Another education “reform” bites the dust: High-stakes teacher evaluations, which leaned heavily on student test scores, had no discernible impact on improving student achievement or student test scores.
That was the finding of a report issued in November by the Annenberg Institute for School Reform at Brown University. More than 10 years and billions of dollars later, changes to teacher evaluation “didn’t have the positive effects reformers were hoping for,” one of the report’s authors told Education Week.
Anyone who has spent time in a classroom could have predicted that outcome. This failed policy is a legacy of the years when bashing teachers was in vogue and corporate leaders were hailed as education reformers even though they had never taught in public schools.
The failure was bipartisan. The Race to the Top program, a misguided effort by the Obama administration, was no better than the Bush administration’s No Child Left Behind Act. Both initiatives treated teachers as if they were simply managing an assembly line of widgets, not children.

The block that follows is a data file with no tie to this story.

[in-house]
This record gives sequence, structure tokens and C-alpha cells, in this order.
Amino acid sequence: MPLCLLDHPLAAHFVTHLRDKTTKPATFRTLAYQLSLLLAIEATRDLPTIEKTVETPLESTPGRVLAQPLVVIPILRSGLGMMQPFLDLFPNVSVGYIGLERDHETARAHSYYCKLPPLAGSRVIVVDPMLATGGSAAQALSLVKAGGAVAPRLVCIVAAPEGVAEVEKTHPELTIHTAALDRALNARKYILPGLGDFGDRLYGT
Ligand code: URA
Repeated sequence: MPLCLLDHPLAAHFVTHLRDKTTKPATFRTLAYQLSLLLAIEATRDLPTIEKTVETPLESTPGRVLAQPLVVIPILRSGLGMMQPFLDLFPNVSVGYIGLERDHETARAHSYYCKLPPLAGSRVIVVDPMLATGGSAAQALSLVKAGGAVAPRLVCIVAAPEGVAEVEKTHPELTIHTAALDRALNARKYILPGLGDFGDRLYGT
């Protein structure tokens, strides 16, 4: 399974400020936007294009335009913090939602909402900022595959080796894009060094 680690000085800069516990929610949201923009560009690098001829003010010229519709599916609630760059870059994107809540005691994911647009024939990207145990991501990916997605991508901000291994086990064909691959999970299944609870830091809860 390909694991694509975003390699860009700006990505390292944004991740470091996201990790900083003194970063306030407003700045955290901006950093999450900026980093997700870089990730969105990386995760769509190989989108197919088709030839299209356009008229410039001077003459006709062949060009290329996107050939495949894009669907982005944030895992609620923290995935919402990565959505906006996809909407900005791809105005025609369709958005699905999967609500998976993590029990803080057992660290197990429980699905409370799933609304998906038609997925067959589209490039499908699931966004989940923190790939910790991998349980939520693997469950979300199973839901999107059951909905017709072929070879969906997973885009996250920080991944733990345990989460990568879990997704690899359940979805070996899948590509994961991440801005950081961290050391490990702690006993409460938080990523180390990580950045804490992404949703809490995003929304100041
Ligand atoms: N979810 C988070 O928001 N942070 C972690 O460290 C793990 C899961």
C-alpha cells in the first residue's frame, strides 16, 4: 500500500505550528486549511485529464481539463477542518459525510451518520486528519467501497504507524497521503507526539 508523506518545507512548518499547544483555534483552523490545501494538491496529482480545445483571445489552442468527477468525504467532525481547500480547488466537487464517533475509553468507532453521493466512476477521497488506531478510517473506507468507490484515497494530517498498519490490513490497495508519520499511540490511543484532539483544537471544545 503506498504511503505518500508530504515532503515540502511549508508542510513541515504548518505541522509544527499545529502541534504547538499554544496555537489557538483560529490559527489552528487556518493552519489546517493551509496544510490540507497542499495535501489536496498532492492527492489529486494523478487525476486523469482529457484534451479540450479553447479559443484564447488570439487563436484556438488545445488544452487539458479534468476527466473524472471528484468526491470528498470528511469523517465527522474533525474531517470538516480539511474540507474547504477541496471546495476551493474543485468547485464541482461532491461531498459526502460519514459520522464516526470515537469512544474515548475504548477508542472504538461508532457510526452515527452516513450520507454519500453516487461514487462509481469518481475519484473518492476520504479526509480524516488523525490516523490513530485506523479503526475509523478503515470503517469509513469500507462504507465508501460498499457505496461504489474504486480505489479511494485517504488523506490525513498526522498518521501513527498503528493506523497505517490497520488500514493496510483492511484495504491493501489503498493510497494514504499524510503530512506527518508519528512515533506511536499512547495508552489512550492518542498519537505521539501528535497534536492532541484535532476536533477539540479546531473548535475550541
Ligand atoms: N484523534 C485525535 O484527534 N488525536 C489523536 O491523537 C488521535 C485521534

We don’t need education policies that ignore the hard-earned wisdom of teachers and try to blame educators for issues and challenges not of their making. The current teacher shortage underscores how our focus needs to be on how to make teaching a more sustainable profession and how we can better support classroom educators.
It would be nice to think the report will be widely read and put the kibosh on similar reforms cooked up by noneducators. And it would be great to think that teacher-bashing is a thing of the past.
But as long as there are billionaires running for public office and willing to use their fortunes to influence policy, you can be sure we will see more “reforms” that bear no relationship to the reality of teaching and learning. And you can be sure we’ll be there, ready to fight back again.